Swingers holds a special place in my heart. That place is a tiny neighborhood where Swingers‘ neighbors are movies like Clerks, Bottle Rocket and Reservoir Dogs. These movies came about when I was really getting into the power of language and they inspired me. They left a impression on me, a lasting one that will stick with me for quite some time.
Because Jon Favreau was the brains behind Swingers, I am a Favreau loyalist. Made kind of just felt like swingers in New York with a Mafia tip to it- but I watched it. Then he became more of a director and for the most part I’ve been all in on his movies – Elf, Iron Man 1 and Iron Man 2. Shit man, I’ve even tried watching Cowboys and Aliens four or five times not because I’m a fan of cowboys and/or aliens but because I’m a fan of Favs. Still couldn’t make it more than thirty minutes in, though. Everything, even devotion, has it’s limits I guess.
Needless to say, when I heard that Favreau was going back to his indie roots for his new movie and temporarily ditching the big boy pants of summer block busters, I was on board. It was like the Roots taking a pass on another collaboration and making a new Roots album or drunk McNulty kicking sober McNulty to the curb. The welcome sight of someone reminding you why you fell in love with them in the first place.
Chef is Favreau getting back to basics; back to the modus operandi that put him on the map with Swingers. No explosions, no superheroes, no talking snowmen. Just witty and well-written dialogue, genuine humor, great story-telling and awesome performances. It’s not a sibling of Swingers like Made was, but more of a cousin- an older, more mature cousin with a worldlier view. It’s the cousin who baby sat for you and gave you a sip of beer for the first time. Chef is the product of a more seasoned Favreau, but also a Favreau who hasn’t forgotten where he came from.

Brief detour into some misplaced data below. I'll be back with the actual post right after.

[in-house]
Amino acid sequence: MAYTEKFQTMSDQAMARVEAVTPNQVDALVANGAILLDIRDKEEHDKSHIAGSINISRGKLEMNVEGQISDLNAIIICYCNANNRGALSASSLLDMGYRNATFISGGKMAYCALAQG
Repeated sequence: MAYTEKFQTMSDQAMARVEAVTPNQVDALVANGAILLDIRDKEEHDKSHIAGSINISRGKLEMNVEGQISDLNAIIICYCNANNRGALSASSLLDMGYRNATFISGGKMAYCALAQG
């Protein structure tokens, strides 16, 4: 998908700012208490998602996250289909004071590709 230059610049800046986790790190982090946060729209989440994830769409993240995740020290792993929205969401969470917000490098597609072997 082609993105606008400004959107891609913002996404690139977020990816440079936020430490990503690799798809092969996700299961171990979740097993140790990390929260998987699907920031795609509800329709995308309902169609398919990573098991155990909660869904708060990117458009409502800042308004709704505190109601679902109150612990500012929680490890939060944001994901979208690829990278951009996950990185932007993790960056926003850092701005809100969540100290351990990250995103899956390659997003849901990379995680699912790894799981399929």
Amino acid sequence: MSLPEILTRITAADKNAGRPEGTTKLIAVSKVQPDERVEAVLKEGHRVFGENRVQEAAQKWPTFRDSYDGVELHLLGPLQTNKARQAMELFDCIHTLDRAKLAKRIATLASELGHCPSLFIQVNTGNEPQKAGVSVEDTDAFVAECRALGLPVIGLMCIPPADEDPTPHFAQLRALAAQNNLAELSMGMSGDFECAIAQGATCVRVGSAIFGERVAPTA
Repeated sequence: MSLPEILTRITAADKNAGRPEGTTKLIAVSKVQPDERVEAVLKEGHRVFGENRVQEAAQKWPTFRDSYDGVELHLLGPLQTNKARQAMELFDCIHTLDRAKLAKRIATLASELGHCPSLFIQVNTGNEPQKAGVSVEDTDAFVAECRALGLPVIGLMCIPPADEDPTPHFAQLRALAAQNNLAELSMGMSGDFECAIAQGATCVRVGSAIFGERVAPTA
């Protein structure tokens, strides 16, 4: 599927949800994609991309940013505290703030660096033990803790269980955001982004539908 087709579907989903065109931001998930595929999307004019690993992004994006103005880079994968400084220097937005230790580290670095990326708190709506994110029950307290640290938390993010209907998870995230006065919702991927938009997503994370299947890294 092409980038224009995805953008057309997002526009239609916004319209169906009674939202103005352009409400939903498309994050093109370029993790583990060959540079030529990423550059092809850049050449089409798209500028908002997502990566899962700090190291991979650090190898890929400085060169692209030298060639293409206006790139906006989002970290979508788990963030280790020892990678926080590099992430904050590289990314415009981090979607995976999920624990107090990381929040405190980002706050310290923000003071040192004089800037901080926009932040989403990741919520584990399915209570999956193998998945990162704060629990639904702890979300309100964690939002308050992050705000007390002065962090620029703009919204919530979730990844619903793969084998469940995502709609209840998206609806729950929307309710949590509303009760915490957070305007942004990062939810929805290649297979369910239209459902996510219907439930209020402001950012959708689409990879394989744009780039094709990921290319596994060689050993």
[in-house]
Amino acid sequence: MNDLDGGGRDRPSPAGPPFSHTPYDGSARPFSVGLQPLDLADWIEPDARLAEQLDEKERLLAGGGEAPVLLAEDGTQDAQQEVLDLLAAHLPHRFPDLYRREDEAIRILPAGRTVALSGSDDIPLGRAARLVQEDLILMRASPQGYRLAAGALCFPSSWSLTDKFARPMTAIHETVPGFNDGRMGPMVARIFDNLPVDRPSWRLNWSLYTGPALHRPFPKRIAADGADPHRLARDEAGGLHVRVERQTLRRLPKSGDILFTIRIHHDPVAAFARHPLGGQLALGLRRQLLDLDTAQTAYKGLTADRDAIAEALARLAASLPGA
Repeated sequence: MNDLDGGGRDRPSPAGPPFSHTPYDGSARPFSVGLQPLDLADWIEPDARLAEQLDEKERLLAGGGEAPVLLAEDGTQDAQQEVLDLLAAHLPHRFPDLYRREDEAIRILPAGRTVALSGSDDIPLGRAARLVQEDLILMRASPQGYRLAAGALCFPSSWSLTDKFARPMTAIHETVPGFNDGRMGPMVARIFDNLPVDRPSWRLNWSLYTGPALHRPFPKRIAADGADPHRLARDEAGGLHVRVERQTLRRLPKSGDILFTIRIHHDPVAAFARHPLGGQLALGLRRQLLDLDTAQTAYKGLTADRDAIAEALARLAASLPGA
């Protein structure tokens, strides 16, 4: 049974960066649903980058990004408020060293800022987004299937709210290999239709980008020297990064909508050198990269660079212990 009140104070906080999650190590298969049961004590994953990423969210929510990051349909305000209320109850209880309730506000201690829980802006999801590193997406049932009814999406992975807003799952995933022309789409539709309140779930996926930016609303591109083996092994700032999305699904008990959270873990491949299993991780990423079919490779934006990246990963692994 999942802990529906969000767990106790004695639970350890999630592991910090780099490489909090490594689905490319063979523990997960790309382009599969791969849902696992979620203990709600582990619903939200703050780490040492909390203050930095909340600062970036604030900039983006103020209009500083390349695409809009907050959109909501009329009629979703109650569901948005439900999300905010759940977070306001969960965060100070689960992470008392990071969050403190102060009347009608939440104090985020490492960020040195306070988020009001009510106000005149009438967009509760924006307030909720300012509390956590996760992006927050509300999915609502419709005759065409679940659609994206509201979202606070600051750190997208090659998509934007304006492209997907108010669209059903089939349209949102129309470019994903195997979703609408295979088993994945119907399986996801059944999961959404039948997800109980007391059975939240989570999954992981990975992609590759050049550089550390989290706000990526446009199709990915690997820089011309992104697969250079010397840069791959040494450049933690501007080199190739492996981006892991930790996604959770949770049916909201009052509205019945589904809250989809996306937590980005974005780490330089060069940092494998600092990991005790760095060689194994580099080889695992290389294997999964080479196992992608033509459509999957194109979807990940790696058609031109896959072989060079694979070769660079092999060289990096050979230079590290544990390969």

It’s also a downright wonderful movie.
No really, it’s delightful in the most delightful sense of the word.
No dude, I’m serious. It’s like, really, really good.
Going in, here’s all you need to know…
Favreau is a chef in L.A.; a hot shot chef working at an upscale joint run by Dustin Hoffman. Wow, Dustin Hoffman? Yeah, Dustin Hoffman. A well-known food blogger is coming in to review the restaurant and homeboy is a big deal, recently selling his foodie blog for ten million bucks. He has klout. You mean, clout? No, Klout. That social media scoring bullshit. His Klout score would be near a hundred. And he’s coming in to review the place. Favreau’s character wants to do it up right- really wow this dude. Only Dustin Hoffman, owner of the restaurant, will have none of it and tells Favreau’s character to leave the new tracks at home and to focus on the hits, which Favreau does. It doesn’t go well. The review is a shitty-talking-filled A bomb, Favreau’s character…Carl, his name is Carl…makes it worse via social media and yadda yadda yadda finds himself unemployed and looking for a new gig. His ex-wife, Sofia Vergara, urges him to go to Miami with her and her son, Perry. There Carl ends up picking up a food truck, a renewed purpose in life and embarks on a journey back to L.A. with his son and Line Chef for Life John Leguizamo. By the time they reach L.A., Carl…nope, that’s far enough. That’s all you need to know.
The movie is sweet as hell; a movie as comfort food like the super delicious cubano sandwiches Carl ends up slinging from his truck. This isn’t just about a chef or someone re-discovering a passion- it’s about a father and son connecting and about enjoying the absolutely wonderful meal that the simple joys in life are. This shit makes you feel good. As the end credit rolls and the Cuban music plays, you want to hide under the seat; wait for the next showing. I’m not sure when was the last time I enjoyed a movie so much and I’m talking flat out enjoyment. Chef isn’t necessarily a remarkable artistic achievement, but it’s a hell of a home run in good ol’ fashion story-telling. You know, like Swingers was. Swingers was great because of the relationship between Favreau’s character and Vince Vaughn’s character. It’s that old human element Dave Grohl loves so much- only in terms of movies and not music. Favreau expertly captures the human element, the human relationship, the human emotions and interactions. Iron Man was great. So was Elf. But I’d love to see Favreau make more movies like Chef, because I really feel that’s where he shines.
Will he, though?
Well, his next movie is The Jungle Book, so at least not in the near future.
But that doesn’t matter because you know something like Chef is inside of him. It’s the ace up his sleeve.
And it’s a hell of an ace.
So for your consideration, Chef- delightful in the most delightful sense of the word.
Also for your consideration, the film’s soundtrack- chalk full of muy delicious Cuban jams.
Photos: Open Road Films